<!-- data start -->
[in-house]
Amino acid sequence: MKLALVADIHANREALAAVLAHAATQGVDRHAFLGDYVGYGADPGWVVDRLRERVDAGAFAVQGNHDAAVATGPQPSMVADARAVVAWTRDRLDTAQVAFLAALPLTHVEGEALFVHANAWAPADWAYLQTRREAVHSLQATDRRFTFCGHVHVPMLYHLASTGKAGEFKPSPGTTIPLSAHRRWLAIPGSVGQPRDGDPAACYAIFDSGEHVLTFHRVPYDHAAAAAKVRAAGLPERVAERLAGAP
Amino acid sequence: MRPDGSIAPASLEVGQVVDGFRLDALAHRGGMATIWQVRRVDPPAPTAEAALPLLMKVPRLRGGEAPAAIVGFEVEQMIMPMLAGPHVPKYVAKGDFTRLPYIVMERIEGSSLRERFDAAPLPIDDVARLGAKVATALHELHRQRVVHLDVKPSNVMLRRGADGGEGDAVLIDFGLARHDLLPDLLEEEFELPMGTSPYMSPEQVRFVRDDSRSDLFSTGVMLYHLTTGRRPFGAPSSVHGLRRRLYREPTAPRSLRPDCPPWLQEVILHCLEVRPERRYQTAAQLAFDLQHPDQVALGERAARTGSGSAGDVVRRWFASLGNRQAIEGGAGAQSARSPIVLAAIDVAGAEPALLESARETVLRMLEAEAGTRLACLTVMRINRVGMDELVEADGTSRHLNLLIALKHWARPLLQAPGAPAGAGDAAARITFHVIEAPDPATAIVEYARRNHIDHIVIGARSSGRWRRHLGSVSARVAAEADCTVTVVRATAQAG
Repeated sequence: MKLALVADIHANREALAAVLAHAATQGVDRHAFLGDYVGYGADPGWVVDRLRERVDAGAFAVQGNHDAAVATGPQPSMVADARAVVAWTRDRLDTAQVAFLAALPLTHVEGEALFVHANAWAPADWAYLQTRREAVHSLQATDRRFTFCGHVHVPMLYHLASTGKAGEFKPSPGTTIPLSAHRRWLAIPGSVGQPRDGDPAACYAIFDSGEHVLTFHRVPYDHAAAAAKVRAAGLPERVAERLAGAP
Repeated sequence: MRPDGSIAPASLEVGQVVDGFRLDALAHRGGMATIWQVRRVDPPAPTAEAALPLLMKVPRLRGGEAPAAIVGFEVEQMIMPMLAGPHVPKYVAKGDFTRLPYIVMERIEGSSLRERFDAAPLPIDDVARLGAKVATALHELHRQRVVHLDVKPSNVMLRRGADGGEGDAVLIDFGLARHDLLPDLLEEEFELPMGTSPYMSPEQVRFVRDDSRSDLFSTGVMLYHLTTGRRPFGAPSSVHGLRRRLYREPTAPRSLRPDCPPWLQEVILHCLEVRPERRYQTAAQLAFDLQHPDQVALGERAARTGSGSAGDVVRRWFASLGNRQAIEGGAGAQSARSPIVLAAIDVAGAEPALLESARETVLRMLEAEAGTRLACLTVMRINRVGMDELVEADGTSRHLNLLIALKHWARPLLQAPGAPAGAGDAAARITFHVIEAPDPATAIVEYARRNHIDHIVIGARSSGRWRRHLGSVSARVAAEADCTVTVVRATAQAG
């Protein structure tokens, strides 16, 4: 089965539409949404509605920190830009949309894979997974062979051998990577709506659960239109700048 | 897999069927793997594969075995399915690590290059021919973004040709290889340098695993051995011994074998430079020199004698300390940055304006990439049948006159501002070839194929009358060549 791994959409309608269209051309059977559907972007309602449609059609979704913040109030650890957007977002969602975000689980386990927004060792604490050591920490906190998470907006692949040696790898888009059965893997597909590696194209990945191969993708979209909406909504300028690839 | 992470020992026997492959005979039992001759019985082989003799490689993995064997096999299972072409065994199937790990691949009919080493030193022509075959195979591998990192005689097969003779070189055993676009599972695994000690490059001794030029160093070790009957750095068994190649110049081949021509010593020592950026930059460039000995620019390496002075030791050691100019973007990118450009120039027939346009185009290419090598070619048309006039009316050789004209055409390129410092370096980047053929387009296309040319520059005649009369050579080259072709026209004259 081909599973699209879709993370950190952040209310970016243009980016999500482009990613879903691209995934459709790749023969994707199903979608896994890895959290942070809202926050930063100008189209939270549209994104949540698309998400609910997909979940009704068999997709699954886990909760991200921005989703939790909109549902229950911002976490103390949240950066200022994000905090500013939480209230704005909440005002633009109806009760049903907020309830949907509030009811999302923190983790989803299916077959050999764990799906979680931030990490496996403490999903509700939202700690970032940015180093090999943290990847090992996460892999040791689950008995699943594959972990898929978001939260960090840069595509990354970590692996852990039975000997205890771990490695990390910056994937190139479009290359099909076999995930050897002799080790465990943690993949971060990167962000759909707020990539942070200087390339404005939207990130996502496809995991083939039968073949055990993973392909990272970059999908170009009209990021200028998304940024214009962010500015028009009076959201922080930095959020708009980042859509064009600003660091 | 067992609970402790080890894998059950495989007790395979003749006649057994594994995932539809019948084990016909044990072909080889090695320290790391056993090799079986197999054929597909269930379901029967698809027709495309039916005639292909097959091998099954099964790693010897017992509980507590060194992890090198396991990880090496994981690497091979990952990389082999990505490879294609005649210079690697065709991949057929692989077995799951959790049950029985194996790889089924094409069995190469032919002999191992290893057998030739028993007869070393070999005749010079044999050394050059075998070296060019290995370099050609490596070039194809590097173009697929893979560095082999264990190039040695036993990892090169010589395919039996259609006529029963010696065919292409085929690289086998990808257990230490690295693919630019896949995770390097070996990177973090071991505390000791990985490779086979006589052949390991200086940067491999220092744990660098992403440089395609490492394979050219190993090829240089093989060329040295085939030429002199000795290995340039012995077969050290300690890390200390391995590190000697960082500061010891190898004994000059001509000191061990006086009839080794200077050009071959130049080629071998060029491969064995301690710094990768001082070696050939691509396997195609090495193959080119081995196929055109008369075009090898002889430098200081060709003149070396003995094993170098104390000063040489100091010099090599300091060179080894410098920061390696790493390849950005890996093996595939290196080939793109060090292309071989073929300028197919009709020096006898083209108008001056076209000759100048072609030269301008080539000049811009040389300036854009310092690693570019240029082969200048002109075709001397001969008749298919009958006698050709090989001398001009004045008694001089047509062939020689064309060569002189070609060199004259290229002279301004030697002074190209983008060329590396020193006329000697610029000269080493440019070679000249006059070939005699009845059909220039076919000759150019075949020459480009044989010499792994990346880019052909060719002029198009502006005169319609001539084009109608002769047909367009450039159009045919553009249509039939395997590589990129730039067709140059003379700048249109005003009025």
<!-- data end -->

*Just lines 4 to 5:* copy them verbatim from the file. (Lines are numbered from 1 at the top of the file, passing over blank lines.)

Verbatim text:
Repeated sequence: MKLALVADIHANREALAAVLAHAATQGVDRHAFLGDYVGYGADPGWVVDRLRERVDAGAFAVQGNHDAAVATGPQPSMVADARAVVAWTRDRLDTAQVAFLAALPLTHVEGEALFVHANAWAPADWAYLQTRREAVHSLQATDRRFTFCGHVHVPMLYHLASTGKAGEFKPSPGTTIPLSAHRRWLAIPGSVGQPRDGDPAACYAIFDSGEHVLTFHRVPYDHAAAAAKVRAAGLPERVAERLAGAP
Repeated sequence: MRPDGSIAPASLEVGQVVDGFRLDALAHRGGMATIWQVRRVDPPAPTAEAALPLLMKVPRLRGGEAPAAIVGFEVEQMIMPMLAGPHVPKYVAKGDFTRLPYIVMERIEGSSLRERFDAAPLPIDDVARLGAKVATALHELHRQRVVHLDVKPSNVMLRRGADGGEGDAVLIDFGLARHDLLPDLLEEEFELPMGTSPYMSPEQVRFVRDDSRSDLFSTGVMLYHLTTGRRPFGAPSSVHGLRRRLYREPTAPRSLRPDCPPWLQEVILHCLEVRPERRYQTAAQLAFDLQHPDQVALGERAARTGSGSAGDVVRRWFASLGNRQAIEGGAGAQSARSPIVLAAIDVAGAEPALLESARETVLRMLEAEAGTRLACLTVMRINRVGMDELVEADGTSRHLNLLIALKHWARPLLQAPGAPAGAGDAAARITFHVIEAPDPATAIVEYARRNHIDHIVIGARSSGRWRRHLGSVSARVAAEADCTVTVVRATAQAG